The latest news and information about what's going on with SCI science and research. Brought to you by Sam Maddox, author of the Christopher & Dana Reeve Foundation Paralysis Resource Guide.

CRISPR: Cutting And Pasting The Genome


It is now possible, with minimal technical skill and very little cost, to essentially edit and perhaps correct the human genome. The genome comprises the basic blueprint for all organs, tissues and cells in the body, and for all bodily functions, including those associated with disease or those damaged by trauma. Cut-and-paste gene editing technologies, including the newest one, CRISPR-Cas9, allow direct modification of the full genome.

This possibility of personalized, molecular surgery has been a giant bolt of energy in biology, sparking both optimism and concern. Yes, it will soon be used in humans. Editing or correcting a gene that encodes a damaged or missing protein may very well result in full correction of disease. But what about editing the mother code, in an embryo? Correcting a gene there will pass the edit on to future generations. For now, the eugenics approach has been very much discouraged by the gene-mod community. Designer mutations are inevitable; it’s only a matter of time. There’s a lot to work out first.

CRISPR, for sure, is a game changer. Potentially revolutionary. There are scientists looking to use this tool to splice out HIV, various types cancer, hepatitis B, muscular dystrophy, or even autism. On the farm and ranch side, researchers are looking at ways to modify crops and livestock; they’ve made tiny pigs, disease-resistant rice and vitamin-enriched oranges.

CRISPR has entered the realm of spinal cord injury research, as we will discuss below with Sam Pfaff, Ph.D., whose lab at the Salk Institute is one of the seven in the Reeve International Consortium on Spinal Cord Injury. There are scientists working with gene editing with an eye on clinical applications in SCI, says Pfaff, including ways to turn on axon growth, or to amplify or mute various growth factors. First a bit of background.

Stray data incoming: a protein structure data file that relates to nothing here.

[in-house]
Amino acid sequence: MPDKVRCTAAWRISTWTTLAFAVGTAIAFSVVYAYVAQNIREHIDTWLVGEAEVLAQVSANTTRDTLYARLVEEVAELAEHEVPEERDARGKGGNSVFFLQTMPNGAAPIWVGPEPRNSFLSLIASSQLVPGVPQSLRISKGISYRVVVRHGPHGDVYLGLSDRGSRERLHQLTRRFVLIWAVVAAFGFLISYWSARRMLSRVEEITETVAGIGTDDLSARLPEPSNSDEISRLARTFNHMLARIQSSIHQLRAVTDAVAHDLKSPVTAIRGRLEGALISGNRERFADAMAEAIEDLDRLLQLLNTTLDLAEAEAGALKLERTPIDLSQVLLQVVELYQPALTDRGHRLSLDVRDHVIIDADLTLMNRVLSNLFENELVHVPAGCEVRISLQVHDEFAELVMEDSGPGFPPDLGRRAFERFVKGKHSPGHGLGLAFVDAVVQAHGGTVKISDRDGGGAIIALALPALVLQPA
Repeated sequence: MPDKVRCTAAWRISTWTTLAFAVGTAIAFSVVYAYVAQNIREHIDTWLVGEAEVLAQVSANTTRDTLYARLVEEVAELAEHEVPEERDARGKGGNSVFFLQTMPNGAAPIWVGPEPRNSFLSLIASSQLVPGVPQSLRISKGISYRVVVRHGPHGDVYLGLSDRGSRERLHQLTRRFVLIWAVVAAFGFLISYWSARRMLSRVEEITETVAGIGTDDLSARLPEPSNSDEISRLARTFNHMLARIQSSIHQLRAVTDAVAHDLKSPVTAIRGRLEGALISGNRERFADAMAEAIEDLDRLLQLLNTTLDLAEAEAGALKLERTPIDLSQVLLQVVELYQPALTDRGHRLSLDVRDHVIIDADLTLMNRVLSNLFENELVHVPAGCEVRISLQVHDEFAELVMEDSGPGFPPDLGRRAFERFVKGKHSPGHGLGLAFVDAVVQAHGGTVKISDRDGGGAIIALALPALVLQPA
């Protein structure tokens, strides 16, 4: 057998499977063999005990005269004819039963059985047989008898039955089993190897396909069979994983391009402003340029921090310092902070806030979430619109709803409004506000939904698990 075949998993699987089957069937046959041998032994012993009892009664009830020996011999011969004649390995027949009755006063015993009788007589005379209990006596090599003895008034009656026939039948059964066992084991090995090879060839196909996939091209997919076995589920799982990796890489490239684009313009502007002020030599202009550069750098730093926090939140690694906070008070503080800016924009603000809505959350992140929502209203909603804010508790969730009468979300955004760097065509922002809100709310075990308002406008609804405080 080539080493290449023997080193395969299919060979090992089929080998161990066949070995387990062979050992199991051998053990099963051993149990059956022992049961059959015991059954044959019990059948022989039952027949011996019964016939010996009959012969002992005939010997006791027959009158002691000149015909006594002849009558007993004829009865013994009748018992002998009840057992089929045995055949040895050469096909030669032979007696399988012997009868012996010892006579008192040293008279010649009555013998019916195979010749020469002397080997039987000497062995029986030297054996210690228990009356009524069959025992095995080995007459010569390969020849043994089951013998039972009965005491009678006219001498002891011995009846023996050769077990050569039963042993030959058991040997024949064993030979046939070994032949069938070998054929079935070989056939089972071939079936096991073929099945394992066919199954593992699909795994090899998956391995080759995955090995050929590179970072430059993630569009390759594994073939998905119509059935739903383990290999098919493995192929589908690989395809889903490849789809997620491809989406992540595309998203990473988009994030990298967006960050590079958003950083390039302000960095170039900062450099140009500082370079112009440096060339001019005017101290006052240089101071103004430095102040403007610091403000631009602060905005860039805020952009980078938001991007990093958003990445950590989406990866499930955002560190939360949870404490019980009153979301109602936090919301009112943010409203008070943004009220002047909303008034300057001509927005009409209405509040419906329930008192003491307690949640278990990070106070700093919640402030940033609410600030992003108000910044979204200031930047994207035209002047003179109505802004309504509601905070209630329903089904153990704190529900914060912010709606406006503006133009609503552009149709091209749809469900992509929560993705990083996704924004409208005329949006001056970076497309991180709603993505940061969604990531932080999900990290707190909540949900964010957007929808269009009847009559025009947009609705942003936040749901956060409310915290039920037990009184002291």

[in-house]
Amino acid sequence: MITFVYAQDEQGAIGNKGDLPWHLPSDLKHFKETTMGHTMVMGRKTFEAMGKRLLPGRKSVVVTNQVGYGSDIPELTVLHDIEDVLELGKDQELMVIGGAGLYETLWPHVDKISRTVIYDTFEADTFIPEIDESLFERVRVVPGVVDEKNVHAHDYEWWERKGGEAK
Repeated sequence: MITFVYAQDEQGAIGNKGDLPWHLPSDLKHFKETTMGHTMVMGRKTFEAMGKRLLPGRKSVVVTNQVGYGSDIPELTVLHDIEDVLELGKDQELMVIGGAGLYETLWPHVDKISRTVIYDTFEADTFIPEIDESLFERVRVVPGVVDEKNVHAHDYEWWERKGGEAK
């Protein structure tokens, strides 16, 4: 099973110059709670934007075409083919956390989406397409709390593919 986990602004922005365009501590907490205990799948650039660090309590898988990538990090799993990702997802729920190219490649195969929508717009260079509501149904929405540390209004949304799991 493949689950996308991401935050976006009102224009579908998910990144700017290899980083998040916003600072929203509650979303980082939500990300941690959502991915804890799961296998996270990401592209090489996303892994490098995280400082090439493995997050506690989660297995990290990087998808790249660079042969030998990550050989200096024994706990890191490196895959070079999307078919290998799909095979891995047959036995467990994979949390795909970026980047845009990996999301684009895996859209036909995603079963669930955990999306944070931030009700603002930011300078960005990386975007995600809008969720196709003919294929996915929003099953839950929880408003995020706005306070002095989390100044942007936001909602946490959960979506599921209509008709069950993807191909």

CRISPR stands for Clustered Regularly Interspaced Short Palindromic Repeats; yes, they read the same backwards or forwards (a man, a plan, a canal, Panama). These code patterns occur in the genome of certain bacteria, from which the new editing system, CRISPR-Cas-9, was discovered. (Bacteria, it seems, have adapted a sort of immune system; they fight off repeated virus attacks using precise DNA targeting).

Cas9 is a CRISPR-associated enzyme that has been likened to “molecular scissors” to cut and edit DNA in any cell. A guide RNA can be custom-synthesized in the lab to match -- with a remarkable GPS-type accuracy -- the specific gene target. The RNA directs the Cas9 scissors to an exact site on a cell’s DNA. Snip and replace. Paul Knoepfler, a stem cell researcher at UC Davis, thinks of CRISPR as a molecular Swiss army knife: part genome scanner (like a magnifying glass), part scissors, and part pencil to overwrite genetic code.
In 2012, Emmanuelle Charpentier, a German microbiologist and Jennifer Doudna, from the University of California, Berkeley, used a single RNA with Cas9 to slice DNA sequences in test tubes. A few months later, Feng Zhang, a biologist at the Broad Institute at MIT, and George Church, a Harvard geneticist, separately reported that the CRISPR/Cas9 system could edit the cells of humans. It’s a sideshow but a good one: Cal vs. MIT for the intellectual property rights. Zhang has the patent for now but Berkeley has challenged and will get another shot at it. Here’s the latest patent update from Nature.

Sam Pfaff
The Pfaff lab is not involved in developing the gene editing technology but has been successful in taking advantage of it as a tool to study the genetics and function.
“We use CRISPR to make mutations in the mouse genome,” says Pfaff. “The mouse has been an incredibly important biological tool for genetics for a very long time. One of the big revolutions in mouse biology or mouse genetics has been in gene targeting, using homologous recombination techniques in embryonic stem cells; this is used as a way to knock things into loci or to create mutations to study the function of genes. As a tool, homologous recombination is not extraordinarily efficient. It takes a degree of brute force, transecting the mouse embryonic cell, selecting out clones and analyzing hundreds of them using rather tedious kinds of techniques such as southern blocks. Once the clone is identified it has to be injected into mouse embryos; then you have to wait to see if the ES cells contribute to the germ line [to make the intended knock-out mouse line].”